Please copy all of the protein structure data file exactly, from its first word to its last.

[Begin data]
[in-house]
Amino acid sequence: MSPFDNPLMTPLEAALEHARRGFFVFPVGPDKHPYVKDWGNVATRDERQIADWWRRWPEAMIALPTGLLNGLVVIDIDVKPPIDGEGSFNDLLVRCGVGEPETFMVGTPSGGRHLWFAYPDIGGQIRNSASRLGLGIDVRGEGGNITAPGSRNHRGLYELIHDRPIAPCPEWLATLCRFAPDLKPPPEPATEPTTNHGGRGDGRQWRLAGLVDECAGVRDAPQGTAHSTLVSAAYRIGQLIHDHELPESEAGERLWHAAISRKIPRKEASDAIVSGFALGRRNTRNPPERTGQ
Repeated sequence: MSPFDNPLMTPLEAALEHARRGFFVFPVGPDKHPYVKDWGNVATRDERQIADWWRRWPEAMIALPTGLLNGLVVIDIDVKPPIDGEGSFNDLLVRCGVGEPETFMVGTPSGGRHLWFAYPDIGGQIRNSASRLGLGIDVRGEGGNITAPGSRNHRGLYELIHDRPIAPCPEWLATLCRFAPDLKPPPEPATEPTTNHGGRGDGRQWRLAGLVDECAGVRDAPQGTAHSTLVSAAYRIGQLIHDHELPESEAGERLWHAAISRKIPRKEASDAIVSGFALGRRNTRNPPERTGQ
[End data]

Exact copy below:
[in-house]
Amino acid sequence: MSPFDNPLMTPLEAALEHARRGFFVFPVGPDKHPYVKDWGNVATRDERQIADWWRRWPEAMIALPTGLLNGLVVIDIDVKPPIDGEGSFNDLLVRCGVGEPETFMVGTPSGGRHLWFAYPDIGGQIRNSASRLGLGIDVRGEGGNITAPGSRNHRGLYELIHDRPIAPCPEWLATLCRFAPDLKPPPEPATEPTTNHGGRGDGRQWRLAGLVDECAGVRDAPQGTAHSTLVSAAYRIGQLIHDHELPESEAGERLWHAAISRKIPRKEASDAIVSGFALGRRNTRNPPERTGQ
Repeated sequence: MSPFDNPLMTPLEAALEHARRGFFVFPVGPDKHPYVKDWGNVATRDERQIADWWRRWPEAMIALPTGLLNGLVVIDIDVKPPIDGEGSFNDLLVRCGVGEPETFMVGTPSGGRHLWFAYPDIGGQIRNSASRLGLGIDVRGEGGNITAPGSRNHRGLYELIHDRPIAPCPEWLATLCRFAPDLKPPPEPATEPTTNHGGRGDGRQWRLAGLVDECAGVRDAPQGTAHSTLVSAAYRIGQLIHDHELPESEAGERLWHAAISRKIPRKEASDAIVSGFALGRRNTRNPPERTGQ